Post by Irene Idler » Fri Dec 09, 2016 1:30 pm

I have a different take on this one. I think you can let go of a grudge without actually forgiving someone, and it all comes down to taking responsibility.

Here's a ridiculously simplistic example:

Jim-Bob thinks Leroy is looking at him funny, and as a result he punches Leroy in the nose.
Leroy says, "What the hell, man?"
Jim-Bob says, "You were lookin' at me funny."
Leroy says, "I had something in my eye."

Option 1:

Jim-Bob says, "Sorry, man, I thought you were winking at me. You know I'm a raging homophobe, but I'm tryin' to get better. I shouldn't have punched you."

Jim-Bob has taken responsibility and apologized. Leroy accepts the apology and offers Jim-Bob another Bud Lite as a gesture of forgiveness.

Option 2:
Jim-Bob says, "Whatever, dude, you just keep your eyes to your ownself. You know I ain't no homo."
Leroy recognizes that there's been a misunderstanding, but he knows Jim-Bob has a mind like concrete, all mixed up and permanently set. But Jim-Bob is his sister's baby daddy and he always pays his child support on time, so he shrugs, makes a polite excuse, and goes down to Mustang Alley, where he can get a decent beer from that cute bartender with the tight Wranglers and the porn 'stache.

Leroy has taken responsibility for ending the conflict; rather than getting madder than a gopher in a cactus patch, he's let go of his vexation and moved on. But he remembers that Jim-Bob is a homophobic jackass, and makes a note not to hang out at his place anymore, because Bud Lite is not worth putting up with that BS for.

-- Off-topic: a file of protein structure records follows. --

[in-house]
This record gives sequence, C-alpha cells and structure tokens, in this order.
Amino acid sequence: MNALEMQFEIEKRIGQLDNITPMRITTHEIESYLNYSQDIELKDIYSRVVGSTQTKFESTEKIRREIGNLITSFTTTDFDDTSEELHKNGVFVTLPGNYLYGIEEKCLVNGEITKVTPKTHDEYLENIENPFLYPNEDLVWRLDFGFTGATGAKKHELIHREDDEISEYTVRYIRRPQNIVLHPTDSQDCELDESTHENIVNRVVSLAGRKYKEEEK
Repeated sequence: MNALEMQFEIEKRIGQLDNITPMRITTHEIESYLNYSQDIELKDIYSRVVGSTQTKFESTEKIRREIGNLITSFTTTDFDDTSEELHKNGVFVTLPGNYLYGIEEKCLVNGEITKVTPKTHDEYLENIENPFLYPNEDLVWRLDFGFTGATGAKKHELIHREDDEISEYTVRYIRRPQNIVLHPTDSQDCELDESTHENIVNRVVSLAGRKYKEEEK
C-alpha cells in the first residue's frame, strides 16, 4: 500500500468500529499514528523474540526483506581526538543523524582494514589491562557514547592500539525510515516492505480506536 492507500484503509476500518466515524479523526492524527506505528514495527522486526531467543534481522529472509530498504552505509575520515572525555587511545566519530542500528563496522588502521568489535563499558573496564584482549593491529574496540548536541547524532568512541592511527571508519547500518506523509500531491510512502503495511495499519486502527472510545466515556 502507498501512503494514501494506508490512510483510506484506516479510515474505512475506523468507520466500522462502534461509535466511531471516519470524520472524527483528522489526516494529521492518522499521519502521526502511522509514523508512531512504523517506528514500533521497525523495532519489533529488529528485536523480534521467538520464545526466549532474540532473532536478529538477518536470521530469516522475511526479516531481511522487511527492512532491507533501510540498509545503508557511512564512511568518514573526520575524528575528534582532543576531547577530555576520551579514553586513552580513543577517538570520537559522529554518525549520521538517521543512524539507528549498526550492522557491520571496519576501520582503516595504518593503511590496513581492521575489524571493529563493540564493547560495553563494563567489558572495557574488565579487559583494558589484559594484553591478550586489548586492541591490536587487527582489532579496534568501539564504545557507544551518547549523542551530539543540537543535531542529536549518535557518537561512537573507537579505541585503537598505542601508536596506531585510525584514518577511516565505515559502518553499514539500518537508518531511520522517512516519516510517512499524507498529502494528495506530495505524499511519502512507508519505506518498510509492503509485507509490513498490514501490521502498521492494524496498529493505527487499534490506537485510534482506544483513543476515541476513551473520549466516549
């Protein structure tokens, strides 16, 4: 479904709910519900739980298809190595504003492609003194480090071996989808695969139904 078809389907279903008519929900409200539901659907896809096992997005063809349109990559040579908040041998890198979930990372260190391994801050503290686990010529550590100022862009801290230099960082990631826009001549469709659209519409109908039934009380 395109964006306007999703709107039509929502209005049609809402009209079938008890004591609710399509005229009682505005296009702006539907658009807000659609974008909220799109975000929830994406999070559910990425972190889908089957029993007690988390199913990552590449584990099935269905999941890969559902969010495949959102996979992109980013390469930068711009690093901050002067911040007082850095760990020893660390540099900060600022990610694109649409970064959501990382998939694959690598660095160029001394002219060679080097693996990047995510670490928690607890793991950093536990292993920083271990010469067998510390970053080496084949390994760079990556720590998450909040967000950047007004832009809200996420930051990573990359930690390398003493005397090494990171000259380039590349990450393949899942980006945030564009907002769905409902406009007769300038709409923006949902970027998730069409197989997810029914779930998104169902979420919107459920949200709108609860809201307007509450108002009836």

"Hey, you know the rules, baby. If you wanna PLAY funky, you gotta SMELL funky." -- Mike Troutman

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Re: Forgiveness

Post by Lee S » Fri Dec 09, 2016 2:21 pm

WTF ?!?! :-?
©2018 Lee

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Re: Forgiveness

Post by pre65 » Fri Dec 09, 2016 2:32 pm

Lee S wrote:WTF ?!?! :-?
Chill out man. :)

It's good to see topics like this that relate to problems any of us could suffer from, and to hear how people can, or have got relief from them.
Life is what happens to you while you're busy making other plans. John Lennon

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Re: Forgiveness

Post by Irene Idler » Fri Dec 09, 2016 2:55 pm

Lee S wrote:WTF ?!?! :-?
Sorry. I'm from the US. I should have translated. Assume the names are changed to "Dave" and "Keith," and that they're drinking lager.
"Hey, you know the rules, baby. If you wanna PLAY funky, you gotta SMELL funky." -- Mike Troutman